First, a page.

Keeping an Inventor's Notebook

Describe Your Product's Features
According to the American Heritage Dictionary, a feature is "a prominent or distinctive aspect, quality or characteristic." If you were describing a home's features, for instance, you might say three bedrooms, a master bath, an updated kitchen and hardwood floors. Use this as a guide when determining your own product's proposed features. The TP Saver has the following product features:

  • No assembly required
  • Simple to use
  • No need to remove toilet paper for insertion
  • Fits most standard toilet paper holders

Now List Your Product's Benefits
According the American Heritage Dictionary, a benefit is "something that promotes or enhances well-being; an advantage." In other words, what does this product solve? How can it help someone in his or her daily life? The TP Saver packaging states the following benefits:

  • Prevents your child or pet from unrolling toilet paper
  • Reduces the risk of paper ingestion
  • Saves paper, money and the environment

What Makes Your Product Unique to the Market?
Your idea may be brand new to the market--nothing similar already exists. Or, it may be an improvement on something that already does exist--with unique features and benefits to differentiate it. It can be helpful to include similar products in your list. When I performed my initial research, for instance, there was nothing like the TP Saver on the market, though one major manufacturer, Safety 1st, offered a kit filled with other types of gadgets to lock down the bathroom. I jotted this fact down in my notebook.

Who Will Buy It? Who's Your Target Customer?
It's important to fully understand who'll need or want your product. This will help you during every aspect of the process as you move forward--design, market research, advertising and sales. It's also valuable to figure out the approximate number this audience represents. For the TP Saver, I determined that my initial target market was parents with children of approximately 10 months to 2 years old, who pull the family toilet paper. My research indicated there were 11.8-million households with children 0-3 years old, 4-million new births per year, and 69-million grandparents--a significant market. (For tips on gathering this type of info, read " Market Research 101 .")

How Might Your Product Be Expanded for Other Customers to Use?
Create a list of possible markets. When I first developed the TP Saver, I assumed my only market would be parents with small children, based on my own experience. However, as time went on, I heard from consumers whose cats and dogs also got into the toilet paper, and often pulled it all over the house. I quickly realized that this was an entirely new market, and I began researching to determine how many more potential customers this would mean. I discovered there were 77.7-million households with cats and 65-million households with dogs in America--not too shabby!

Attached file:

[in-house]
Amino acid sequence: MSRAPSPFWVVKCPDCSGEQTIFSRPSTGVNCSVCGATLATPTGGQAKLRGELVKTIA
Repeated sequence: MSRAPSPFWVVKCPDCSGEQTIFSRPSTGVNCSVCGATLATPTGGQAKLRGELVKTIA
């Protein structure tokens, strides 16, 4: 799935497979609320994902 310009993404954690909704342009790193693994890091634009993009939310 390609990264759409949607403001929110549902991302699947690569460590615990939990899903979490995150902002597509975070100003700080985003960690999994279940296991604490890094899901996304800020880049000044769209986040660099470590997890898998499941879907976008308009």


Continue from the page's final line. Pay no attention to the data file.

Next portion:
Record Discussions Pertaining to Your Invention
You'll be amazed at the number of people you'll speak to as you go through the inventing process. Be sure to keep a brief record of all conversations you think are relevant. For example, when you speak with an engineer, graphic artist, prototype developer or patent attorney, write down the date and time of your call. Then, in two or three sentences, summarize your conversation. Not only will this provide a record of details you can easily refer back to (relying on memory can be risky!), you'll also have written documentation to help protect your interests.

Here's a sample of a notation I made after speaking with the machinist:

"December 15, 2002--met with Art Westman of Accurate Manufacturing. He gave me a copy of the signed non-disclosure agreement that I had faxed to him. We discussed the prototype for the toilet paper saving device. I showed him my sketch and the hair permanent rod, and he seemed to understand what I was trying to achieve. He said that he would be glad to hand-make a prototype out of Delrin(r) plastic. He said that it would be ready in about two weeks and that it would cost about $100. I told him to go ahead and make it."

Continue to Update Your Notebook Throughout the Product-Development Process
Record meetings, new developments and personal stories (if you wish). In addition to having a legal record, remember that this notebook is a measure of your progress. Enjoy it. But also, don't feel intimidated by it. In other words, don't feel that you have to write an essay or long detailed accounts. If you forget to make an entry, that's OK. Share stories and write enough to make sense to any sensible person. You may also wish to jot down personal stories to track your progress and provide future reminders about the process.

Remember: Tthere are no rules about your notebook--it can be anything you want it to be. Get creative and make it your very own!

« Previous 1 Page 2

Your Million Dollar Dream: Regain Control & Be Your Own Boss Tamara Monosoff is the author of Your Million Dollar Dream: Regain Control & Be Your Own Boss and The Mom Inventors Handbook, Secrets of Millionaire Moms, and co-author of The One Page Business Plan for Women in Business. She is also the and CEO of Connect on Twitter: @mominventors and on Facebook:

Loading the player ...

Barbara Corcoran on Risk-Taking, Failure and How to Get Back Up

Ads by Google

Share Your Thoughts

Connect with Entrepreneur

Most Shared Stories